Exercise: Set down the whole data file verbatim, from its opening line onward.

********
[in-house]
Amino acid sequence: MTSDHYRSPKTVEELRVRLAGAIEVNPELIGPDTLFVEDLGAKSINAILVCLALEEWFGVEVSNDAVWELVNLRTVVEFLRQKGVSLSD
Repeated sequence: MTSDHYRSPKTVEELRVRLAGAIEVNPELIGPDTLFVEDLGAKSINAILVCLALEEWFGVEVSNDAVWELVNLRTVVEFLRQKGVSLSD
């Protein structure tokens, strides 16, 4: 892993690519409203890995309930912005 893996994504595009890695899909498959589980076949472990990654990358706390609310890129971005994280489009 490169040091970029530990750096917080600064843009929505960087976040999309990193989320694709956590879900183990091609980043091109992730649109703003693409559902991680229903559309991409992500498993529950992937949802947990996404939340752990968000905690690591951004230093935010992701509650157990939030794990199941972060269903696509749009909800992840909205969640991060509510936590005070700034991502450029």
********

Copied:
[in-house]
Amino acid sequence: MTSDHYRSPKTVEELRVRLAGAIEVNPELIGPDTLFVEDLGAKSINAILVCLALEEWFGVEVSNDAVWELVNLRTVVEFLRQKGVSLSD
Repeated sequence: MTSDHYRSPKTVEELRVRLAGAIEVNPELIGPDTLFVEDLGAKSINAILVCLALEEWFGVEVSNDAVWELVNLRTVVEFLRQKGVSLSD
């Protein structure tokens, strides 16, 4: 892993690519409203890995309930912005 893996994504595009890695899909498959589980076949472990990654990358706390609310890129971005994280489009 490169040091970029530990750096917080600064843009929505960087976040999309990193989320694709956590879900183990091609980043091109992730649109703003693409559902991680229903559309991409992500498993529950992937949802947990996404939340752990968000905690690591951004230093935010992701509650157990939030794990199941972060269903696509749009909800992840909205969640991060509510936590005070700034991502450029």